If you have been watching the last series of ‘Poldark’ you will know that the final episodes dealt with the threat of invasion in the West Country by the French. This threat was temporarily resolved by the Peace of Amiens in March 1802, but by May of 1803 the war was back on and the threat of invasion with it.
This threat was perceived very seriously in the area around Bideford, as can be seen from two documents in the North Devon Record office that relate to the parish of Abbotsham. These are what in today’s parlance might be called a ‘contingency plan’.
The first document, dated 4th December 1803, is ‘The minutes of the resolutions entered into at a meeting of the inhabitants of Abbotsham’. There were six numbered resolutions setting out where parishioners were to meet and place themselves under the direction of named persons, where they should take their stock, that various carts were appointed for the removal of sick and infirm people and that the overseers of the poor would supply 6 bushels of meal at parish expense to Mrs Stone to make 4 loaves of bread for each of the poor. The Overseers of the Poor were also to supply materials to enable the livestock to be marked and they even specified how and where such markings we to be placed.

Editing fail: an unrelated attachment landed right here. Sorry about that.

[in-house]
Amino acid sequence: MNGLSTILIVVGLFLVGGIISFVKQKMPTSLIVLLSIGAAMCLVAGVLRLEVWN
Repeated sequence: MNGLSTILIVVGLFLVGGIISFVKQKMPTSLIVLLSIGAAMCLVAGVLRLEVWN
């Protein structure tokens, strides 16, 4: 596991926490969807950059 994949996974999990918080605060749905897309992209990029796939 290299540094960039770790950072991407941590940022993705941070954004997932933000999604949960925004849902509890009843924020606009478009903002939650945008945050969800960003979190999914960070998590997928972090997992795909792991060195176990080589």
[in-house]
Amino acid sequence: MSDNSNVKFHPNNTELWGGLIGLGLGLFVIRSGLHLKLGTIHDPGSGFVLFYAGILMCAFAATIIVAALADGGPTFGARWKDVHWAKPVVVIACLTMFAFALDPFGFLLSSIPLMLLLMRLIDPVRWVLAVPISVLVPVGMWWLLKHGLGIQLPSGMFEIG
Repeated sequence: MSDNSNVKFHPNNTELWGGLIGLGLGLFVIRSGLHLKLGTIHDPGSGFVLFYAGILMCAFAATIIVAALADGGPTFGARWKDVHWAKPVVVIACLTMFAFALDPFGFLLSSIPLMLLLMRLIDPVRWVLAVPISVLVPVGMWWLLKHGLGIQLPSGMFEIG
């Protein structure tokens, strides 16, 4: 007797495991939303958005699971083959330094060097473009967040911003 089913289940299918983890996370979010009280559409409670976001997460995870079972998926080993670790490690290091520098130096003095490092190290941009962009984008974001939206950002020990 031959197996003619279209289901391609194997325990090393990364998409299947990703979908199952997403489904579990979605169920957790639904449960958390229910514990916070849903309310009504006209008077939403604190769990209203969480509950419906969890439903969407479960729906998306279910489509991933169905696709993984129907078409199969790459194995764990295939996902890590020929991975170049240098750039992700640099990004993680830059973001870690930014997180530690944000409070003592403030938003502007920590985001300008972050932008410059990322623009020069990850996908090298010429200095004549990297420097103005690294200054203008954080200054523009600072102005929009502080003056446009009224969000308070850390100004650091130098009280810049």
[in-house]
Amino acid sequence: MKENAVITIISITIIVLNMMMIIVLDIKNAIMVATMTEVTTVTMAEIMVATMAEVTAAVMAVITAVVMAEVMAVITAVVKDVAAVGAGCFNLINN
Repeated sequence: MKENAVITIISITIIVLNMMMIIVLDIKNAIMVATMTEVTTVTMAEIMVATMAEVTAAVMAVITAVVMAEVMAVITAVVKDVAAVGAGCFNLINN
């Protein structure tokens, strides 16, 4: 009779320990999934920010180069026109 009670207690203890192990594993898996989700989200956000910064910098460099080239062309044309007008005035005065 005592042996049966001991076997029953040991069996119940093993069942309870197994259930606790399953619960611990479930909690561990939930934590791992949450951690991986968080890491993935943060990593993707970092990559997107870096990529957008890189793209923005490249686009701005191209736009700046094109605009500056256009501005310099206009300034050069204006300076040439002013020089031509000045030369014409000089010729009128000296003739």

The document then sets out who would conduct and drive the stock along one of two specified routes – one to Dartmoor and the other to Somerton, distances of about 40 miles and 80 miles. They weren’t taking any chances!
The second document details the owners of the stock that was to be moved plus the names of the old and decrepit persons and whose cart they should travel on. There followed details of the routes to be used, with some alterations written in pencil, showing slight differences to those of the first document, which must be the later version.
This shows some forward thinking by the leaders of the parish, although one can’t help wondering how much notice of invasion they would need to put this plan into action.